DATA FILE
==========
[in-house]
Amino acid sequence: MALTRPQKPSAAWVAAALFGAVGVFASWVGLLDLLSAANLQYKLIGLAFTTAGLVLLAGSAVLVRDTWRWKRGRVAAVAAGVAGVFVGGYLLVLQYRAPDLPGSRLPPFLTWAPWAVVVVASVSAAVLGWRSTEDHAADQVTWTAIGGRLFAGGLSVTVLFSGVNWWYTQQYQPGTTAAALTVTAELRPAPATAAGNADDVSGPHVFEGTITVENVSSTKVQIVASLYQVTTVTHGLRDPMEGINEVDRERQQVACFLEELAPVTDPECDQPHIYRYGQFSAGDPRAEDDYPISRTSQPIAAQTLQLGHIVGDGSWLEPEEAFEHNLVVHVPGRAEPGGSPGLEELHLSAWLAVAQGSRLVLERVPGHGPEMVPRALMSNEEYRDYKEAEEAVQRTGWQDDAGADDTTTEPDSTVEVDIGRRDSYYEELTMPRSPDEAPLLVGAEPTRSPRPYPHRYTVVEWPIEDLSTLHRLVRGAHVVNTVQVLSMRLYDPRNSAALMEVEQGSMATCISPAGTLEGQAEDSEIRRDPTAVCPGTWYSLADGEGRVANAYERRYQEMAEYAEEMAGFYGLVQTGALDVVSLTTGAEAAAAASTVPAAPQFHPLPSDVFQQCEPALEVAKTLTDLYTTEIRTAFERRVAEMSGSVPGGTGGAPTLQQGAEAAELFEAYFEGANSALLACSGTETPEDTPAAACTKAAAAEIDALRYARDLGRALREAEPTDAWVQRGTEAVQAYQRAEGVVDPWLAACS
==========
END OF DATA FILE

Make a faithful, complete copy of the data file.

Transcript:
[in-house]
Amino acid sequence: MALTRPQKPSAAWVAAALFGAVGVFASWVGLLDLLSAANLQYKLIGLAFTTAGLVLLAGSAVLVRDTWRWKRGRVAAVAAGVAGVFVGGYLLVLQYRAPDLPGSRLPPFLTWAPWAVVVVASVSAAVLGWRSTEDHAADQVTWTAIGGRLFAGGLSVTVLFSGVNWWYTQQYQPGTTAAALTVTAELRPAPATAAGNADDVSGPHVFEGTITVENVSSTKVQIVASLYQVTTVTHGLRDPMEGINEVDRERQQVACFLEELAPVTDPECDQPHIYRYGQFSAGDPRAEDDYPISRTSQPIAAQTLQLGHIVGDGSWLEPEEAFEHNLVVHVPGRAEPGGSPGLEELHLSAWLAVAQGSRLVLERVPGHGPEMVPRALMSNEEYRDYKEAEEAVQRTGWQDDAGADDTTTEPDSTVEVDIGRRDSYYEELTMPRSPDEAPLLVGAEPTRSPRPYPHRYTVVEWPIEDLSTLHRLVRGAHVVNTVQVLSMRLYDPRNSAALMEVEQGSMATCISPAGTLEGQAEDSEIRRDPTAVCPGTWYSLADGEGRVANAYERRYQEMAEYAEEMAGFYGLVQTGALDVVSLTTGAEAAAAASTVPAAPQFHPLPSDVFQQCEPALEVAKTLTDLYTTEIRTAFERRVAEMSGSVPGGTGGAPTLQQGAEAAELFEAYFEGANSALLACSGTETPEDTPAAACTKAAAAEIDALRYARDLGRALREAEPTDAWVQRGTEAVQAYQRAEGVVDPWLAACS